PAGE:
Retirement is meant to serve as a relaxing period of time in your later life where you can just enjoy life and not have to worry about working the usual 9 to 5.
However, while most retirements begin by going on vacation or purchasing an exotic sports car, for the NASA spacecraft known as Cassini, this intergalactic piece of metal ended its 20 years of hard work by plunging straight into the side of Saturn.
The deliberate death plunge was the final act of the spacecraft’s mission to observe Saturn and its surrounding moons. Just moments before colliding with the sixth planet from the sun, Cassini was able to transmit its last signal and collection of data to Earth, giving NASA its first real insight into the atmosphere of Saturn.
The orbiter's journey began over 20 years ago.
Team members from 17 countries came together to help design and build the Cassini orbiter, although the spacecraft’s assembly took place here in the United States under the management of NASA’s Jet Propulsion Laboratory.
The orbiter was named after Italian-French astronomer Giovanni Domenico Cassini, who discovered the ring divisions of Saturn, as well as four of its moons.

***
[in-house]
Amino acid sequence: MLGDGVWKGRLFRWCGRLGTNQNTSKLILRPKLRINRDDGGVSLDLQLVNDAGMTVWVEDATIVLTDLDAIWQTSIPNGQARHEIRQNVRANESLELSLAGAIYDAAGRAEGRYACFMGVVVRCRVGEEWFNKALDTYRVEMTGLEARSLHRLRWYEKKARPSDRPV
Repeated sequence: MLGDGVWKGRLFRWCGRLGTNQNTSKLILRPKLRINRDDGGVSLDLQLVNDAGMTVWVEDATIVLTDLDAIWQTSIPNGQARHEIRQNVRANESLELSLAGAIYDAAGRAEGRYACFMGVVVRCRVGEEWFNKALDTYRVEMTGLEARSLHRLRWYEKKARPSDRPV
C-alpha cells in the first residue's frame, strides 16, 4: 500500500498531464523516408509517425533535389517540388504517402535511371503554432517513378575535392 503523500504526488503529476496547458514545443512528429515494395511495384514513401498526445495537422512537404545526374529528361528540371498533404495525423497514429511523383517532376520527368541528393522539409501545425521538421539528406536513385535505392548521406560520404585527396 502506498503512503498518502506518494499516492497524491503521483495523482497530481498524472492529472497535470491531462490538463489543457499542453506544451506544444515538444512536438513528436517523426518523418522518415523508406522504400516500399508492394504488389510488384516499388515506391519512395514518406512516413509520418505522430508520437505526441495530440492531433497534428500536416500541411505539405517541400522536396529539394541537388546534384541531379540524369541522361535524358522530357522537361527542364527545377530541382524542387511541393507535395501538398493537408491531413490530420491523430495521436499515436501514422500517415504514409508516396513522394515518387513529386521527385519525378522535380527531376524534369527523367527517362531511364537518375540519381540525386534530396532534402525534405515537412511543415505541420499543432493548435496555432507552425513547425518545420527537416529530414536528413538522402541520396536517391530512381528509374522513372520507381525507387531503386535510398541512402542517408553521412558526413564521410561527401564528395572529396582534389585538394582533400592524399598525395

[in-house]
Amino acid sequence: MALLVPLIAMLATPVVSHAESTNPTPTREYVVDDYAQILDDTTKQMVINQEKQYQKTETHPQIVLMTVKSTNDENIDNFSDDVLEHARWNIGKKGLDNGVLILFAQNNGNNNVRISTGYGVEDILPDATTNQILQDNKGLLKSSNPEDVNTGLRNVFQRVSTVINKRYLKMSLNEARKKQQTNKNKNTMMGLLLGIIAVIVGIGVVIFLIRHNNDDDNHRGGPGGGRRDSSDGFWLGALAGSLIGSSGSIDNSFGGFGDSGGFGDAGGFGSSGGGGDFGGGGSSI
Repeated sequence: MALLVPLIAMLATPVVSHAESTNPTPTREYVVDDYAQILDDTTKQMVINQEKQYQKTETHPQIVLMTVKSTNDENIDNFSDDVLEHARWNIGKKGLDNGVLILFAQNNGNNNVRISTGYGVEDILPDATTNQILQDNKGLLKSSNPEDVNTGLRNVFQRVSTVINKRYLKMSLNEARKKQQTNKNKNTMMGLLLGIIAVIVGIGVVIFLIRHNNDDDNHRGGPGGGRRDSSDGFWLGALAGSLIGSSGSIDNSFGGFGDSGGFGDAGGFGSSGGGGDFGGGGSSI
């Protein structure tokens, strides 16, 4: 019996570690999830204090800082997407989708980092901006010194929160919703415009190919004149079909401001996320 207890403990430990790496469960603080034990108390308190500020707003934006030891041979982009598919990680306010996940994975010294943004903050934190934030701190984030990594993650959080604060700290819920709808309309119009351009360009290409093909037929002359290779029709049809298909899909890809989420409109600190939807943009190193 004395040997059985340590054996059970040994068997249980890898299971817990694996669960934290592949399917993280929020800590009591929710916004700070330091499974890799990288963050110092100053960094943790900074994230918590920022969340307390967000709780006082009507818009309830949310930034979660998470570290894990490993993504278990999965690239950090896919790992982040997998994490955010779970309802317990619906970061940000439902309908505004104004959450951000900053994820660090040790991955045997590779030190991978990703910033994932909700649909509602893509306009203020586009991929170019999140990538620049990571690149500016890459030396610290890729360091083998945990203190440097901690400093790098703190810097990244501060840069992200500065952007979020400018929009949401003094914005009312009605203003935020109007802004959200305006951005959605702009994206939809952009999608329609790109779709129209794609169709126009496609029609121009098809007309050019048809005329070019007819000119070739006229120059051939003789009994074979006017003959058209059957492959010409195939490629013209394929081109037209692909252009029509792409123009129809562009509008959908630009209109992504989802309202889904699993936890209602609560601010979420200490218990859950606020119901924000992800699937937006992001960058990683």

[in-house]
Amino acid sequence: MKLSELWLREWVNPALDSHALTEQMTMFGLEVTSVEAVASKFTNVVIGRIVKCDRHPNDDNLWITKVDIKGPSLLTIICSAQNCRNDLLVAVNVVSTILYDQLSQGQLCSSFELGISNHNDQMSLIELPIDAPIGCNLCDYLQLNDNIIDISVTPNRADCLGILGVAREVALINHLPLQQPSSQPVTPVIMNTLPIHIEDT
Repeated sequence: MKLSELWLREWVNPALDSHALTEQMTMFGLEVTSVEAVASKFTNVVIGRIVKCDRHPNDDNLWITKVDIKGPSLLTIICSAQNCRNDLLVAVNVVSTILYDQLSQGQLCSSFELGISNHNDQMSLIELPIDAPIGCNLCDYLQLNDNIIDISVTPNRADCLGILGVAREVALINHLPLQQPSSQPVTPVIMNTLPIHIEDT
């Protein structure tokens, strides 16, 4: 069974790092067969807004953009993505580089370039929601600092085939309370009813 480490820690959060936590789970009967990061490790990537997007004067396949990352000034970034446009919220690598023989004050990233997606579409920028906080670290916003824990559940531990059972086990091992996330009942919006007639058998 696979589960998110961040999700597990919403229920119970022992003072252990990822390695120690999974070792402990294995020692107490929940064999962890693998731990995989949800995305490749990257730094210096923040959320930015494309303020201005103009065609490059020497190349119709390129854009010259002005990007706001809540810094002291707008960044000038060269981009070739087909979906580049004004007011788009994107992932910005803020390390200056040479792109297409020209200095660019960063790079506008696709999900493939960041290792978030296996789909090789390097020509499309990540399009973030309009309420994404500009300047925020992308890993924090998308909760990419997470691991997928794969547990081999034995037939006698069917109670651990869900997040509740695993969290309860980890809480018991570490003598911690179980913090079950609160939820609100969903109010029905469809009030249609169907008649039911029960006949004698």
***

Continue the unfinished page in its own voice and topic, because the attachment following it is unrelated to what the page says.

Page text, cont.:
Over the course of its research and data collection, Cassini was tasked with determining the dimensional striations and behaviors of Saturn’s rings and gathering information about the planet's moons.
The Cassini orbiter was accompanied on its intergalactic journey by Huygen, a probe NASA and the European Space Agency used to explore Saturn’s largest moon, Titan.
Cassini-Huygen was first launched into space on October 15,1997, where it spent the first seven years of its mission doing strategized fly-bys over Jupiter, Earth, and Venus. It even tested out Einstein's theory of relativity in the process.
In 2004, NASA and Cassini began heavily focusing on Saturn and its moons. During the use of Cassini, NASA was able to discover and identify seven new moons orbiting Saturn.